Never fret, my darling;
Never fear, my dear:
If I had meant to murder you
You wouldn’t still be here—
But I prefer the gentler sort
Of crime, soft as a breath—
Embracing you with all eight arms,
When the interplay of sounds, of melody and accompaniment, move toward that sharp, yearning suspension of notes that reach for each other but cannot seem to meet, the resolution—if and when it comes—is evermore the sweet. Pointed and poignant, that sacred space betwixt sunlight and shade, the delicate balance before sleep consents to wake, or life concedes to sleep in death, holds both precious sorrow and piercing joy. Just as forgiveness does not require forgetting but is rather accentuated by it, the brightest day shines all the more for its being cut with silhouettes of deepest shadow, and the inmost midnight anthracite of sky finds its peak of beauty when marked with sparkling points of stellar light.
Speak, and the silence quivers in recognition; sing, and it pulses with ecstasy.
Allegro gives way to the grieved pacing of Largo, and that, in turn, takes pause and after a longing sigh, begins to dance again, Allegretto. Season will follow season down the years, and I grow old and turn transparent with my age, until at last, hearing the call of the penultimate phrase, I remember that if I let my voice fall from the present chord, those who carry it on will draw into that beautiful, desired harmony and close the space perfectly once again. Whether voices falter, go astray, or fall silent, the return to harmony waits to bring existence back into balance.
Other than my general adherence to food posts on Tuesday—for no particular reason on my part other than my constant love of eating—I don’t often go with the popular day of the week trends or memes or whatever they are. But what makes me happy can render even the loquacious-unto-verbose me speechless, so what better to do than shut up and hand it over with no further fuss. My gift to you, therefore: a [nearly] Wordless Wednesday. The roadside view on Saturday was simply too fabulous not to be shared.
In addition to the under-appreciated benefits of simply vegetating for rest and personal renewal—the old R&R that current generations seem to forget to practice in our constant race for connectedness and communication and “productivity”—vegetating is a state in which the highly desirable happy accident of inspiration has room to occur. Some inspiring thoughts could even lead to a great invention or contribution to society. Mine, not likely. But if I don’t take the opportunity to allow that creative space, how will I know?
It’s worth the risk, in my view, of fulfilling my destiny as one who will never have the Great Idea. By trying the intentional-vegetative approach, I might surprise even myself. And I’m certain that having a little more time spent as a human plant form is bound to have a positive effect on my general well-being, at the least. Indulge me. Better yet, indulge yourself from time to time.
If you remember anything about primary school (and I do, if little) you hopefully have a few memories of one or more of the fantastic sort of teachers who were the virtual equivalent of extra aunties and uncles and grandparents, but neatly spun into the form of educators whose wise teaching made you learn things without even knowing you’d worked at it, and want to learn things you hadn’t even known you wanted to know just because they were such fine pedagogues that they made it seem possible, if not easy.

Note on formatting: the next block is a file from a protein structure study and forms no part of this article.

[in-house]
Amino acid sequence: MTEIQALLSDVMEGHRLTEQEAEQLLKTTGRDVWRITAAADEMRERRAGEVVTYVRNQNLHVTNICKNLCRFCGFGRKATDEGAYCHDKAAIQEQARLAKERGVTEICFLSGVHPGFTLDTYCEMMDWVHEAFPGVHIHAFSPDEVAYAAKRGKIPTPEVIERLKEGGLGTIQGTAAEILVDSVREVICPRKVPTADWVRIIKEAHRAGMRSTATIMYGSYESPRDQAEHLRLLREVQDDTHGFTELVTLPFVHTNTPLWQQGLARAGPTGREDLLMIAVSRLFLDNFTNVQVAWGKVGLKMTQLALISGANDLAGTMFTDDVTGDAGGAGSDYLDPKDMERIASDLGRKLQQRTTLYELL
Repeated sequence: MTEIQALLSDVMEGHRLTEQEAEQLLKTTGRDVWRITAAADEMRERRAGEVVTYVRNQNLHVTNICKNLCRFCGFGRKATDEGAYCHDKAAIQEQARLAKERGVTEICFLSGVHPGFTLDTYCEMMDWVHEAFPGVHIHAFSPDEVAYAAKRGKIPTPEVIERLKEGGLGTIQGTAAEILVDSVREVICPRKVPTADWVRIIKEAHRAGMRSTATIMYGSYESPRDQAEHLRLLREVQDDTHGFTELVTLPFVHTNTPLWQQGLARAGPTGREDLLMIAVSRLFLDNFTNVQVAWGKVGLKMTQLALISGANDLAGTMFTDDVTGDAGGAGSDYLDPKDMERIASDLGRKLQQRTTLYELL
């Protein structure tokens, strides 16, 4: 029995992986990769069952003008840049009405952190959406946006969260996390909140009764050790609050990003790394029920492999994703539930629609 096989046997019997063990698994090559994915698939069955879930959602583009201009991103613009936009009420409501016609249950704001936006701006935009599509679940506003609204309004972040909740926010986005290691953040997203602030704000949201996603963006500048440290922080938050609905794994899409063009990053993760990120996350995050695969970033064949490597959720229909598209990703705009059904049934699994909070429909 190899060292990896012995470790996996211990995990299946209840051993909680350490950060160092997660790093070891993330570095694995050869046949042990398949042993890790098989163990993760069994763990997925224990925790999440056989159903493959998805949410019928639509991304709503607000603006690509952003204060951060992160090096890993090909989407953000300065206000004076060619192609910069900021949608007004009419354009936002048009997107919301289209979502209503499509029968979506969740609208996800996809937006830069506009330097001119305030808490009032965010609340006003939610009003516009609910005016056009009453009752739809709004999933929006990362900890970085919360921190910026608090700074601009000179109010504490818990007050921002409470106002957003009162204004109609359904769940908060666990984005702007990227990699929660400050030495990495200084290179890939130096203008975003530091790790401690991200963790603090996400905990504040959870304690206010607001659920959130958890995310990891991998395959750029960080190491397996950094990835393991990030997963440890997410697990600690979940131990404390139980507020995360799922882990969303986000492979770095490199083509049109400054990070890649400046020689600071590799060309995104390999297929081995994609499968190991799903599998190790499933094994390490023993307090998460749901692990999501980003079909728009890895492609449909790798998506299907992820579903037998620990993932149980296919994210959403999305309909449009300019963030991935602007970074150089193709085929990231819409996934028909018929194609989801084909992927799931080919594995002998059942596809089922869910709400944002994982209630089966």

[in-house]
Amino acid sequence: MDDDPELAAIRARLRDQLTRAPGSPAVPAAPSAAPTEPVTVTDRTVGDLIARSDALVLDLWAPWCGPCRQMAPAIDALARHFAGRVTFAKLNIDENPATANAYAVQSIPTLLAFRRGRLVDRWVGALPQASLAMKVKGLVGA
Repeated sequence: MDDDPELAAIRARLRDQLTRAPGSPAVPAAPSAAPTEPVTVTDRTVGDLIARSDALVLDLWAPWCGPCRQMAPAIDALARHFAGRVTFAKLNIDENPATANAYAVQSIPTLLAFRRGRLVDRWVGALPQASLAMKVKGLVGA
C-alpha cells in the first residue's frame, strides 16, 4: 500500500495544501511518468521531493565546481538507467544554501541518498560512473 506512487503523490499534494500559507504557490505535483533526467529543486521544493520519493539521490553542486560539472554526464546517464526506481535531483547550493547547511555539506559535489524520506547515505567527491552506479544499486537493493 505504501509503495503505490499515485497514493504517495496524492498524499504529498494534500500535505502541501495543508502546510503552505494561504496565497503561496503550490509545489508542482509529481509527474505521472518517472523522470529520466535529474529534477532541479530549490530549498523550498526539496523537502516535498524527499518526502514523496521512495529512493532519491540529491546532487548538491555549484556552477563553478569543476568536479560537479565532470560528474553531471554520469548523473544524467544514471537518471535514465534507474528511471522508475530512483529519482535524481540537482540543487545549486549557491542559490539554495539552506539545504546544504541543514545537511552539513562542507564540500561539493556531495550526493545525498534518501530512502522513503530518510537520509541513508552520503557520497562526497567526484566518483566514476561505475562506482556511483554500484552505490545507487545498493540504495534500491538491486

You undoubtedly also have a memory or two of teachers who were quite the opposite. My personal least-fave was the third grade teacher who had no compunction about excoriating and humiliating a student in front of the rest of the class regardless of the infraction or any of their previous achievements or behavior, even cracking a yardstick onto desktops to make a point when she was het up, regardless of whether there might be some small knuckles in the way of the stick. At the very same time, she apparently thought it perfectly logical and beneficial to ‘level the playing field‘ and make all students feel they could accomplish something in her class, lest the PTA or school board think her not supportive and informative enough, and this she would do by sitting and doing the weakest students’ homework for them.
I knew nothing of this until one time when I was the unlucky receptacle for her ire, having failed a penmanship test in the first weeks of school because that school required students to learn cursive writing in the end of the second grade and the one in another state where I had spent my second grade did not. Had she asked us all to sing a song in Spanish, I might have been the star of the class, because my second grade teacher Mrs. Mosqueta let us learn a little elementary Spanish from one Señor Ybarra, who taught by the ultra-newfangled medium of televised classes, and I don’t think my new classmates in Illinois had yet had access to such magicks themselves. But there I was, little miss Goody Two-Shoes, who had never gotten anything but perfect scores because I was too prim and much too afraid to not do my homework to the nth degree—if I had any actual training or homework to prepare in the event—flunking my attempt to make Pretend Cursive when that mean lady in her sausage-casing dress didn’t even ask whether I’d ever been trained to write that way. If you think I still sound remarkably bitter about such a small thing from so long ago, well, I probably ought to let it go but I tend to enjoy my little revenge fantasies more than is entirely good for me.This is all in jest, of course. I wouldn’t be so cruel as to want to give any poor innocent tigers indigestion.